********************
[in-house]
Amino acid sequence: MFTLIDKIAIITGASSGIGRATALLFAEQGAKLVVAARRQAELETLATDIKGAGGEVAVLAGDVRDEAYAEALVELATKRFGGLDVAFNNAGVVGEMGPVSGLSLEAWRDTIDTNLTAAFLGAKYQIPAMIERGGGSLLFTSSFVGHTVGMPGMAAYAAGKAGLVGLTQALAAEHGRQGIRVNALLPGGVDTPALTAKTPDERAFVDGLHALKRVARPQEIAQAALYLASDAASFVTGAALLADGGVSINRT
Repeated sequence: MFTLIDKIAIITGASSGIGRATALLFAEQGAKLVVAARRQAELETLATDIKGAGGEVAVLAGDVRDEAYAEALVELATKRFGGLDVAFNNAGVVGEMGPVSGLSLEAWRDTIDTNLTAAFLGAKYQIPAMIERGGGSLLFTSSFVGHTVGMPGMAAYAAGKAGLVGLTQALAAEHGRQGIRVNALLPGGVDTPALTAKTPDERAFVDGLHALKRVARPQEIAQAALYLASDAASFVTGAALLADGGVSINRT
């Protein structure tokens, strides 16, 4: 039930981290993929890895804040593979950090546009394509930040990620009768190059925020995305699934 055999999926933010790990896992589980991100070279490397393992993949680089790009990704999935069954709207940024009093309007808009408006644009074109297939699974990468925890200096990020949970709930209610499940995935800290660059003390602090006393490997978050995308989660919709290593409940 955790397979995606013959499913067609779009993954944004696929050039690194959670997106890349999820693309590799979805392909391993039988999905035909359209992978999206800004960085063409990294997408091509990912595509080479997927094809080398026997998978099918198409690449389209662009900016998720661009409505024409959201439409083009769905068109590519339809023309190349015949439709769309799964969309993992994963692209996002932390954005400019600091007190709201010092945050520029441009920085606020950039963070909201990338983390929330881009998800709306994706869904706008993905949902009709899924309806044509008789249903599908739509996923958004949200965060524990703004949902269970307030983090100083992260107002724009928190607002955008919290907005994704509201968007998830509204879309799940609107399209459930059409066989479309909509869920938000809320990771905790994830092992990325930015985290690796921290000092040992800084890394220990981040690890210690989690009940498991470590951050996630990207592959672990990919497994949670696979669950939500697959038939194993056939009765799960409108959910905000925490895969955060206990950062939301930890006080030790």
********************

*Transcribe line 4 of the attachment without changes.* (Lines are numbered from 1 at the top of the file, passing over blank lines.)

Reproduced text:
């Protein structure tokens, strides 16, 4: 039930981290993929890895804040593979950090546009394509930040990620009768190059925020995305699934 055999999926933010790990896992589980991100070279490397393992993949680089790009990704999935069954709207940024009093309007808009408006644009074109297939699974990468925890200096990020949970709930209610499940995935800290660059003390602090006393490997978050995308989660919709290593409940 955790397979995606013959499913067609779009993954944004696929050039690194959670997106890349999820693309590799979805392909391993039988999905035909359209992978999206800004960085063409990294997408091509990912595509080479997927094809080398026997998978099918198409690449389209662009900016998720661009409505024409959201439409083009769905068109590519339809023309190349015949439709769309799964969309993992994963692209996002932390954005400019600091007190709201010092945050520029441009920085606020950039963070909201990338983390929330881009998800709306994706869904706008993905949902009709899924309806044509008789249903599908739509996923958004949200965060524990703004949902269970307030983090100083992260107002724009928190607002955008919290907005994704509201968007998830509204879309799940609107399209459930059409066989479309909509869920938000809320990771905790994830092992990325930015985290690796921290000092040992800084890394220990981040690890210690989690009940498991470590951050996630990207592959672990990919497994949670696979669950939500697959038939194993056939009765799960409108959910905000925490895969955060206990950062939301930890006080030790």